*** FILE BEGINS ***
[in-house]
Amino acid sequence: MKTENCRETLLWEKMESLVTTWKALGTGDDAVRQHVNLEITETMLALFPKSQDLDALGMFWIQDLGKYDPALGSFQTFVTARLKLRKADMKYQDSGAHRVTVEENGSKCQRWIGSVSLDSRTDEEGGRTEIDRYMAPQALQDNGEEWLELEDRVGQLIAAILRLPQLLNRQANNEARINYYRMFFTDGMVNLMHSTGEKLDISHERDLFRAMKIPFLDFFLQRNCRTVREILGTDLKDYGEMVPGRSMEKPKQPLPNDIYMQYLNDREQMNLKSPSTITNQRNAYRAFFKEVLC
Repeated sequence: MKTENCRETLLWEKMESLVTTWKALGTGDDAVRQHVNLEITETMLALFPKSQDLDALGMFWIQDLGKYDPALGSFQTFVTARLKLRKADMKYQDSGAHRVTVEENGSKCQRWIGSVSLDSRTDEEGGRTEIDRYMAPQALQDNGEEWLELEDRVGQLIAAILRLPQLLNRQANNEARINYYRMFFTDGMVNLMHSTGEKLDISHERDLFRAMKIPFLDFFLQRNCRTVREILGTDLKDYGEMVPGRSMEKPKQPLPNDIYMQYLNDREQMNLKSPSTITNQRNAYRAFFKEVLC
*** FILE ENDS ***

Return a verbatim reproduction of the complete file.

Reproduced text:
[in-house]
Amino acid sequence: MKTENCRETLLWEKMESLVTTWKALGTGDDAVRQHVNLEITETMLALFPKSQDLDALGMFWIQDLGKYDPALGSFQTFVTARLKLRKADMKYQDSGAHRVTVEENGSKCQRWIGSVSLDSRTDEEGGRTEIDRYMAPQALQDNGEEWLELEDRVGQLIAAILRLPQLLNRQANNEARINYYRMFFTDGMVNLMHSTGEKLDISHERDLFRAMKIPFLDFFLQRNCRTVREILGTDLKDYGEMVPGRSMEKPKQPLPNDIYMQYLNDREQMNLKSPSTITNQRNAYRAFFKEVLC
Repeated sequence: MKTENCRETLLWEKMESLVTTWKALGTGDDAVRQHVNLEITETMLALFPKSQDLDALGMFWIQDLGKYDPALGSFQTFVTARLKLRKADMKYQDSGAHRVTVEENGSKCQRWIGSVSLDSRTDEEGGRTEIDRYMAPQALQDNGEEWLELEDRVGQLIAAILRLPQLLNRQANNEARINYYRMFFTDGMVNLMHSTGEKLDISHERDLFRAMKIPFLDFFLQRNCRTVREILGTDLKDYGEMVPGRSMEKPKQPLPNDIYMQYLNDREQMNLKSPSTITNQRNAYRAFFKEVLC